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Error Code P076B is defined as Shift Solenoid H Performance / Stuck Off. This is a generic trouble code, meaning it applies to all vehicles with the OBD-II system, especially those made since 1996 up to present and equipped with automatic transmission. This includes vehicles from, but not limited to, Chrysler, Dodge, Ford, Hyundai, Ram, Kia, Toyota, Lexus, Mazda, Honda, Volkswagen, etc. Specifications on the definition, troubleshooting, and repairs, of course, vary from one make and model and powertrain configuration.
Automatic transmissions use a number of shift solenoids, which depends on the number of gears on the transmission. The Error Code related to the “H Solenoid” includes:
These codes are based on a specific malfunction that alerts the PCM (powertrain control module, also known as ECM or engine control module in other vehicle makes) and activates the Check Engine light. If your vehicle comes with an overdrive or other transmission warning lamp, then it may illuminate as well.
The job of the Shift Solenoid Circuit is to help the PCM monitor the shift solenoid and manage the movements of fluid between various hydraulic circuits, and the change in transmission gear ratio at the right time. This routine maximizes the engine’s performance level at the lowest RPM possible.
Automatic transmission depends on multiple bands and clutches to change gear. This is done by having fluid pressure at the right place at the right time. This is where the importance of the transmission solenoid gets into the picture – to open or close the valves in the valve body and allow the transmission fluid to flow thoroughly to the bands and clutches and make way for smooth transmission shift as the engine accelerates.
When the PCM determines a malfunction in the Shift Solenoid “H” Shift Circuit, various codes may be triggered depending on the vehicle, transmission, and the number of gears inside the automatic transmission.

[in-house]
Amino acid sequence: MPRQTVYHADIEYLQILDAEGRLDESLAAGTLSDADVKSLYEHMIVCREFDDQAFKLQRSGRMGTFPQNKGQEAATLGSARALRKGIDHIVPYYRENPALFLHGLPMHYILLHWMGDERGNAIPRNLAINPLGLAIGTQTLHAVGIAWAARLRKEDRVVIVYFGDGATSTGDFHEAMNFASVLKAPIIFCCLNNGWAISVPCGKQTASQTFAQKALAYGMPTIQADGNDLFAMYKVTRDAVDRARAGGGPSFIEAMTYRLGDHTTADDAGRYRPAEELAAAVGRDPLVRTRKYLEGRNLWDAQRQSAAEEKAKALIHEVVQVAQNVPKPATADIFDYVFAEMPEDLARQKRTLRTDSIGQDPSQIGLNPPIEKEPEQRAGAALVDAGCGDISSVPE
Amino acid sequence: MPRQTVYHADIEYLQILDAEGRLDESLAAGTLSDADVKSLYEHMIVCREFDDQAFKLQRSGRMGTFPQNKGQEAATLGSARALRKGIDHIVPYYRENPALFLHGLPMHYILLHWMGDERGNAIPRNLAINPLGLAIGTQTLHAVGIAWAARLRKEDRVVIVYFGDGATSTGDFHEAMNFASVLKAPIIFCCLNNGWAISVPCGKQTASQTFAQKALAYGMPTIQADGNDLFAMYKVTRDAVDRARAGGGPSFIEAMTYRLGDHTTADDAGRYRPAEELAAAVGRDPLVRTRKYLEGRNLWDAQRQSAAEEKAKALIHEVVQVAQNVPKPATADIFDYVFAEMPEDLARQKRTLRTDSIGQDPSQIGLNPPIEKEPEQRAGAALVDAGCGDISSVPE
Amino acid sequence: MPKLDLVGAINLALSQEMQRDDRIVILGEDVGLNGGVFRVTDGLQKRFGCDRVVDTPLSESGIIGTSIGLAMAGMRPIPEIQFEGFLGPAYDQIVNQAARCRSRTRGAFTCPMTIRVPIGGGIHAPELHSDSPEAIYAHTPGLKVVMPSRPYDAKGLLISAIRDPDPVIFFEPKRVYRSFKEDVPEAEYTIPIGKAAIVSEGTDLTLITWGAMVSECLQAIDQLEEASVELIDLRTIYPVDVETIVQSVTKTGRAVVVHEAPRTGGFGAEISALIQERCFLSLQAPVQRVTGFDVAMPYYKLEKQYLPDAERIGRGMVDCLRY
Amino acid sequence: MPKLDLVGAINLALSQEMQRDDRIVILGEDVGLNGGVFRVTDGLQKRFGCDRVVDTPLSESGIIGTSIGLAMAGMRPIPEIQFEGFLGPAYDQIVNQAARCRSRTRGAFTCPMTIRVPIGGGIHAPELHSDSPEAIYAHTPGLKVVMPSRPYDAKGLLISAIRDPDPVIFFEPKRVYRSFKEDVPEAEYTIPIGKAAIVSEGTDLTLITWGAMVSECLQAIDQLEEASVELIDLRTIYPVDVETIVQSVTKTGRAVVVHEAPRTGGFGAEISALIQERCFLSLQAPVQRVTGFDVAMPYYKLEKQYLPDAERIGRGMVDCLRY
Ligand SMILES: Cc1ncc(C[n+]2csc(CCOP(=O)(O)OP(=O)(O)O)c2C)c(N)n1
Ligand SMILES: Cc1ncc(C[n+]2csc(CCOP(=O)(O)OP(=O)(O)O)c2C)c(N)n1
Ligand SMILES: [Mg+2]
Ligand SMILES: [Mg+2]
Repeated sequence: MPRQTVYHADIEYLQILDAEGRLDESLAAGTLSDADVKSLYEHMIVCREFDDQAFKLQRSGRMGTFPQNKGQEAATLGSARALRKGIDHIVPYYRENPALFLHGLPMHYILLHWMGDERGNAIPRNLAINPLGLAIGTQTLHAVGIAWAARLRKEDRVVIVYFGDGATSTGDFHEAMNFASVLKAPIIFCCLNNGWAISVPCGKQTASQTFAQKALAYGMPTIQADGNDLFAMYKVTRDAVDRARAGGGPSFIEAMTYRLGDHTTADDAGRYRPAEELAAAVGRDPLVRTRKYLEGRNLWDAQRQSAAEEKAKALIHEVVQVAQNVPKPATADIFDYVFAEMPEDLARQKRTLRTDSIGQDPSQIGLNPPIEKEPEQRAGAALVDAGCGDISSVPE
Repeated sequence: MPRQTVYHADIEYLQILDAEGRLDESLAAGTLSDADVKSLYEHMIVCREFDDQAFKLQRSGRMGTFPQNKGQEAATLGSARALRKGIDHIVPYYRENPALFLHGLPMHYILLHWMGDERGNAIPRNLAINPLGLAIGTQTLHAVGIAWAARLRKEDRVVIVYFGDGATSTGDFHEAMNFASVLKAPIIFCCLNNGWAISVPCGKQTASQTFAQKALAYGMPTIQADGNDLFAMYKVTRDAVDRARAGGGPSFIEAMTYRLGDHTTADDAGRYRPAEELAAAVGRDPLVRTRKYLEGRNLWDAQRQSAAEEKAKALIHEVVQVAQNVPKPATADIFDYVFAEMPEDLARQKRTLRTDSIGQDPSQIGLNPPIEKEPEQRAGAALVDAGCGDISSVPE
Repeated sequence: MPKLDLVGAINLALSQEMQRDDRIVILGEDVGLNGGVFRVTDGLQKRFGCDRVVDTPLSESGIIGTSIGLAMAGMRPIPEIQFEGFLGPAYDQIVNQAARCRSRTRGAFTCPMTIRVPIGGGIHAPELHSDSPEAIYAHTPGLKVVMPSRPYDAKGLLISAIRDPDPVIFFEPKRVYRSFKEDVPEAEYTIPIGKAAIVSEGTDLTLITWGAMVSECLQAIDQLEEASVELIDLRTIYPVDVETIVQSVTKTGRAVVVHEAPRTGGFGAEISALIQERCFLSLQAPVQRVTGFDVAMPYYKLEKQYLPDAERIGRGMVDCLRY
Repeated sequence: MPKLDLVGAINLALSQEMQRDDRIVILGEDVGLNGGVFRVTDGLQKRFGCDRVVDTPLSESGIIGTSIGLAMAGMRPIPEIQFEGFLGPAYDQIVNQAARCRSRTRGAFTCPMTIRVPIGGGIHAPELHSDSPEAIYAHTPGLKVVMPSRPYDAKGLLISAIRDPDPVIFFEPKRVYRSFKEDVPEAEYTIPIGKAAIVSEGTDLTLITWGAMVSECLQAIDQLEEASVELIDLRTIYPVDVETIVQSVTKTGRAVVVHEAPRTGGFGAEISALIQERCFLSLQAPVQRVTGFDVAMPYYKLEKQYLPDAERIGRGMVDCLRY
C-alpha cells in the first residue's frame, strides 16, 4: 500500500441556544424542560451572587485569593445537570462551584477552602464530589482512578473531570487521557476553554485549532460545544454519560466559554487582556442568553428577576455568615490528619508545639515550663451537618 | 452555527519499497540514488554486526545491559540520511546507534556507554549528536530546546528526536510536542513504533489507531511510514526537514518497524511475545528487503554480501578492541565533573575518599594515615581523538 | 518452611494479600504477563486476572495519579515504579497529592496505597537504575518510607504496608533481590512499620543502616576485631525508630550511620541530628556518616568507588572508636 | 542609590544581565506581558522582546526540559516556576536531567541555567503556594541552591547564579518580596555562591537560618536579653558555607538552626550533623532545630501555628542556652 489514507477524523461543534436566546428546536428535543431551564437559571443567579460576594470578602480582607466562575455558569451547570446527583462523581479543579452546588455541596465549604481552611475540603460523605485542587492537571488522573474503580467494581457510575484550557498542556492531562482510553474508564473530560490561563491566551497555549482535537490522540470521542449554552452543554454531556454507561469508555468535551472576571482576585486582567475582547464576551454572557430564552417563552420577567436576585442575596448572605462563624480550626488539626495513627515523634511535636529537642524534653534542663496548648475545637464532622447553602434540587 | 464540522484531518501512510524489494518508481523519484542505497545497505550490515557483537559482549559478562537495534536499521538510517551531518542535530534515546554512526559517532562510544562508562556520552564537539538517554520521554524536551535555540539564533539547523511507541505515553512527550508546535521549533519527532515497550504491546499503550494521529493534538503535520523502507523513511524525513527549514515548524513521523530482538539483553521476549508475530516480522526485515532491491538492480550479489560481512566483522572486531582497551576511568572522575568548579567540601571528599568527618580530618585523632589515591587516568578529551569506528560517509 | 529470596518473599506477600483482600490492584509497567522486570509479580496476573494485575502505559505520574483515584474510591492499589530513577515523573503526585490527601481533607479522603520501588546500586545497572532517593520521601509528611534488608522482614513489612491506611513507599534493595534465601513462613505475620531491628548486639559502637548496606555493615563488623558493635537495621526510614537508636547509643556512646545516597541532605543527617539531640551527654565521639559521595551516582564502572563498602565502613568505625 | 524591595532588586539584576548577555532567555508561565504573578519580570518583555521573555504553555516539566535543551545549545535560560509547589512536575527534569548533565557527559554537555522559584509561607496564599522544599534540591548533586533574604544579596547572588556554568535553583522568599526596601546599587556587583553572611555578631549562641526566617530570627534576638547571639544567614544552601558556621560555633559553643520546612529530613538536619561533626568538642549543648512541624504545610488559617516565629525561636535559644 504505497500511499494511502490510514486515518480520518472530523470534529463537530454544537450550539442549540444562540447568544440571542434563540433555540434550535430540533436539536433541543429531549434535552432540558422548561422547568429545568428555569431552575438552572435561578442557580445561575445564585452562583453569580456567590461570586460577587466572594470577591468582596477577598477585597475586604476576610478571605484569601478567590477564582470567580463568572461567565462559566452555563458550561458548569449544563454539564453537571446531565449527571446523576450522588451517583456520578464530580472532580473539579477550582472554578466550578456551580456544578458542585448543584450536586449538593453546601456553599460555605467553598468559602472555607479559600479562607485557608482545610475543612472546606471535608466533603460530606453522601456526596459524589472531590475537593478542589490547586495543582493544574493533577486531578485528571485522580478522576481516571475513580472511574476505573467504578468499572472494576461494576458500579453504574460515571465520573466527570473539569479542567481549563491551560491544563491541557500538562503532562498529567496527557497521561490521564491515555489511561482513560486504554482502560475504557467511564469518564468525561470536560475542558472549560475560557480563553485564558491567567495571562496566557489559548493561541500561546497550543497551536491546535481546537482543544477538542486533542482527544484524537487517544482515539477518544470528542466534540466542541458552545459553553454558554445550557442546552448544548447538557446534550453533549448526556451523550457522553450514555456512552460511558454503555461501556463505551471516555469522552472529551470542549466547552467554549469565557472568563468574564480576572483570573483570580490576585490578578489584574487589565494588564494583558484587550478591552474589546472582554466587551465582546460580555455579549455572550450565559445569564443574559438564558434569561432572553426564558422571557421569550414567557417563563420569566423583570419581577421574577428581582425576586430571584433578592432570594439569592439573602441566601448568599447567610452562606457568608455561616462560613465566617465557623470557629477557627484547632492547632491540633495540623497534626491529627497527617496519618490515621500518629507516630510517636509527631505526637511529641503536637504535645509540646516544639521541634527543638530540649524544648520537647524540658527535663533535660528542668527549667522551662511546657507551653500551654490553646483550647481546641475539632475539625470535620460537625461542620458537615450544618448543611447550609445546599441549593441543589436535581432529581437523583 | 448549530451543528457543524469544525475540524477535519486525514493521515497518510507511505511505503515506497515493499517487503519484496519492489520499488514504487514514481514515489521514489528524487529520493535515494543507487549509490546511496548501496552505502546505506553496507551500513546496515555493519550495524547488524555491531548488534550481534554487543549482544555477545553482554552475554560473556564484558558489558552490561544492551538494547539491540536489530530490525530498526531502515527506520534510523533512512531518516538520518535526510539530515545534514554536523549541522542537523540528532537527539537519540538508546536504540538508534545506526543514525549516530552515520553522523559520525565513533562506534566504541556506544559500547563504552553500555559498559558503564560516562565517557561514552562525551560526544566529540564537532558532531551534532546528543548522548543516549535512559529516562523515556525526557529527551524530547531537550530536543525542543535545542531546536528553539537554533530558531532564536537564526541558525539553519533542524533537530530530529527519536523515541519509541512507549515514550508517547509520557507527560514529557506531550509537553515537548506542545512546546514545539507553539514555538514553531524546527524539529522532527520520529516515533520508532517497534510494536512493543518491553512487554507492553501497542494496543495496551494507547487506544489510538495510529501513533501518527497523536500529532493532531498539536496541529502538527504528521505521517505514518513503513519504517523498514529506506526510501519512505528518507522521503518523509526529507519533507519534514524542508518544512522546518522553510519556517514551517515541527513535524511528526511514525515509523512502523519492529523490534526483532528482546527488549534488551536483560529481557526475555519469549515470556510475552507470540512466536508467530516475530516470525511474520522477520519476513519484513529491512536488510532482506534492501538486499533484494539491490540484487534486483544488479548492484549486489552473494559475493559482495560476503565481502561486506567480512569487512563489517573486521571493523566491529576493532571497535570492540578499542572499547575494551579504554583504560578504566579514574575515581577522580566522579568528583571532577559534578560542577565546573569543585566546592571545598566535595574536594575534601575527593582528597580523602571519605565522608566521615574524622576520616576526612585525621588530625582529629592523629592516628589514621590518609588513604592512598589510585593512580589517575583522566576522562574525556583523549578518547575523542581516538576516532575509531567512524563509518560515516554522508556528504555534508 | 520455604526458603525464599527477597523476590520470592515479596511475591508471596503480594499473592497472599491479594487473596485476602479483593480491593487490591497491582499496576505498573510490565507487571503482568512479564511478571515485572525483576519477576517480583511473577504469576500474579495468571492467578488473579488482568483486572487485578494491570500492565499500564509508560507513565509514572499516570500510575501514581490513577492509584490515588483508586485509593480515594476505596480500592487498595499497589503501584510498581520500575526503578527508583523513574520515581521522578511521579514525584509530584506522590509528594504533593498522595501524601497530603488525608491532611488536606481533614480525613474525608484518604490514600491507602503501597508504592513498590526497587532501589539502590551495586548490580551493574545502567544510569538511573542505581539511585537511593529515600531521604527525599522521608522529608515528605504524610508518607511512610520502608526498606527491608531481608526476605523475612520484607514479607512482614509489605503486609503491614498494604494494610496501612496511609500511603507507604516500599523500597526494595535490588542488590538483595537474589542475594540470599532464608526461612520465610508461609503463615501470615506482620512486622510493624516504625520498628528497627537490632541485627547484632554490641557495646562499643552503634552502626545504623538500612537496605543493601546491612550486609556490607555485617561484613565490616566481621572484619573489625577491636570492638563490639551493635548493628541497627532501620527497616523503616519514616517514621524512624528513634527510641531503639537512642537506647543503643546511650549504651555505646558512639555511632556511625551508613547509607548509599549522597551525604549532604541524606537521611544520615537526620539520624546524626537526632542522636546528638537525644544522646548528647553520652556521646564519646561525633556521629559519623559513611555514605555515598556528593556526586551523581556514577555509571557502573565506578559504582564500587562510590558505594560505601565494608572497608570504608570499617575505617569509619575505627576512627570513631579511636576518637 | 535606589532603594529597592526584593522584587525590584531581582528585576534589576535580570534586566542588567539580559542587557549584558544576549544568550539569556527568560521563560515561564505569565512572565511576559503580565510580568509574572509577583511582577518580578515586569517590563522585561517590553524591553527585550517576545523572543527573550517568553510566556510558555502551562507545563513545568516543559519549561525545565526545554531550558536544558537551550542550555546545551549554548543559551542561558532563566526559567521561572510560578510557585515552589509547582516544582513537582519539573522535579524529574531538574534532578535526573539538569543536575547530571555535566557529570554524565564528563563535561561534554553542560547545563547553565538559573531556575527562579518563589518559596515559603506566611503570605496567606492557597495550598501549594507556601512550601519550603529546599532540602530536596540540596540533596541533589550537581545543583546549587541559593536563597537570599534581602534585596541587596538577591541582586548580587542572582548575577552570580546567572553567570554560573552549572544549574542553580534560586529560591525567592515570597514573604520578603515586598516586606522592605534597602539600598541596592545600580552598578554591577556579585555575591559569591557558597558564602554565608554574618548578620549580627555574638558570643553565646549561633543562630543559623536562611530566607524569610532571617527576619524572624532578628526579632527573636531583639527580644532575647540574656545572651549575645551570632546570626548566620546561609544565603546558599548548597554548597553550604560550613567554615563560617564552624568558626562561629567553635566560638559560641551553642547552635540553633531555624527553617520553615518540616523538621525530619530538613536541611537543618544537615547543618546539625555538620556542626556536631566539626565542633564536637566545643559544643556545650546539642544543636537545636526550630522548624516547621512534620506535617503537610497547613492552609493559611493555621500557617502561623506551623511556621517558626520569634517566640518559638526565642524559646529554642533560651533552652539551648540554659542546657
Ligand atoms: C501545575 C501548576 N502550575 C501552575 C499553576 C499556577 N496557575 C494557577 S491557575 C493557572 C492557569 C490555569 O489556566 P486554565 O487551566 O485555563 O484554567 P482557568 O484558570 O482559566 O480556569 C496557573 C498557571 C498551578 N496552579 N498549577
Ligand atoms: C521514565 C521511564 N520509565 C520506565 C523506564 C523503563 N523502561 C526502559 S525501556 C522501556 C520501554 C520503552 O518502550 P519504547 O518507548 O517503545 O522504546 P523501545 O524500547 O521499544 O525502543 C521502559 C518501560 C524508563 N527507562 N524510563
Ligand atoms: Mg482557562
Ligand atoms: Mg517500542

In Error Code P076B, the error is associated with a problem in the performance or a stuck off situation in the transmission Shift Solenoid “H” Circuit.
- Vehicle in limp mode
- Overheated transmission
- Transmission slipping when shifting
- Transmission catches in gear
- Increase in fuel consumption
- Misfire like symptoms
- Not enough fluid level
- Clogged or dirty transmission filter
- Contaminated or dirty fluid
- Restricted passages in the hydraulic
- Defective transmission valve
- Defective shift solenoid
- Internal failure in transmission
- Corroded or damaged connector
- Damaged or faulty wiring
- Defective PCM
How to Check
Before starting with any troubleshooting process, it’s important to check the with vehicle’s TSB (Technical Service Bulletins), specific to its year, model, and transmission. In some cases, this can help save a lot of time, as it points you in the right direction. Also, it pays to check the vehicle’s records to verify the last time the fluid and filter was changed.
Inspect Fluid and Wiring
First, check the transmission fluid’s condition and level. Before this, you can consult with the vehicle’s records to verify the last time the fluid and filter was changed.
For the wirings, it’s obvious. Make sure the connectors and connections are secured, and there are no signs of damages and corrosions. This includes inspecting all wirings and connectors to the transmission pressure control solenoids, transmission pump, and PCM. Depending on the configuration, the transmission pump can be electrically or mechanically driven.
These steps may vary from one vehicle to another, and requires advanced equipment to perform, such as digital multi-meter and specific technical references for the vehicle. You will need the specific troubleshooting guidelines for your vehicle prior to proceeding with this kind of diagnosis.
Also, remember that voltage conditions may vary based on the model of the vehicle. Fluid pressure requirements can also vary based on the design and configuration of the transmission.
Unless it was specified in the technical data, the normal resistance reading for connections and wirings is 0 ohms. Continuity check should be performed with the power removed from the circuit to avoid shorting the circuit and doing more damage. Resistance or no continuity is a sign of faulty wiring, which may be open or shorted, and must be repaired, if not replaced
How to Fix
- Replacing fluid and filter
- Repair or replacement of defective transmission valve body
- Repair or replacement of defective shift solenoid
- Repair or replacement of defective transmission
- Cleaning passages through a transmission flush
- Cleaning connectors off of corrosions
- Repair or replacement of faulty wiring
- Replacement or flashing of PCM
The severity of this code starts at moderate, but it can develop into something serious when not corrected soon enough.